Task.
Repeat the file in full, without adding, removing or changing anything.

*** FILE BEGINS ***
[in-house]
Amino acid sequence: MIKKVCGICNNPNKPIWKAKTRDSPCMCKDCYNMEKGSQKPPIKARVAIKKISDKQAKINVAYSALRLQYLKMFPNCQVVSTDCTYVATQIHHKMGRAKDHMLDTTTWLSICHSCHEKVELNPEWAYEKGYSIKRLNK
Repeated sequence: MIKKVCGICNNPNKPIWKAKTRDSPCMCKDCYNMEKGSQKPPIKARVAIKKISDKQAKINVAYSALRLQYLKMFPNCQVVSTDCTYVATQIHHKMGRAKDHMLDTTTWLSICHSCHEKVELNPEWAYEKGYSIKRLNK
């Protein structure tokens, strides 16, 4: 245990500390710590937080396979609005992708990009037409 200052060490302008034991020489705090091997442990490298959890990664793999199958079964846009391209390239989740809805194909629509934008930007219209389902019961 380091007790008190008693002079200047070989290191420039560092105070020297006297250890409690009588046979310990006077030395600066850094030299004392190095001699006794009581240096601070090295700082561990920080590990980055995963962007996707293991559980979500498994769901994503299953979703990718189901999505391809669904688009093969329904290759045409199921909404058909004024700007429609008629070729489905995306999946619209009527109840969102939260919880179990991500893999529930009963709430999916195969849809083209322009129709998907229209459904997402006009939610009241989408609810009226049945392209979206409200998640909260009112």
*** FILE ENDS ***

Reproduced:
[in-house]
Amino acid sequence: MIKKVCGICNNPNKPIWKAKTRDSPCMCKDCYNMEKGSQKPPIKARVAIKKISDKQAKINVAYSALRLQYLKMFPNCQVVSTDCTYVATQIHHKMGRAKDHMLDTTTWLSICHSCHEKVELNPEWAYEKGYSIKRLNK
Repeated sequence: MIKKVCGICNNPNKPIWKAKTRDSPCMCKDCYNMEKGSQKPPIKARVAIKKISDKQAKINVAYSALRLQYLKMFPNCQVVSTDCTYVATQIHHKMGRAKDHMLDTTTWLSICHSCHEKVELNPEWAYEKGYSIKRLNK
């Protein structure tokens, strides 16, 4: 245990500390710590937080396979609005992708990009037409 200052060490302008034991020489705090091997442990490298959890990664793999199958079964846009391209390239989740809805194909629509934008930007219209389902019961 380091007790008190008693002079200047070989290191420039560092105070020297006297250890409690009588046979310990006077030395600066850094030299004392190095001699006794009581240096601070090295700082561990920080590990980055995963962007996707293991559980979500498994769901994503299953979703990718189901999505391809669904688009093969329904290759045409199921909404058909004024700007429609008629070729489905995306999946619209009527109840969102939260919880179990991500893999529930009963709430999916195969849809083209322009129709998907229209459904997402006009939610009241989408609810009226049945392209979206409200998640909260009112």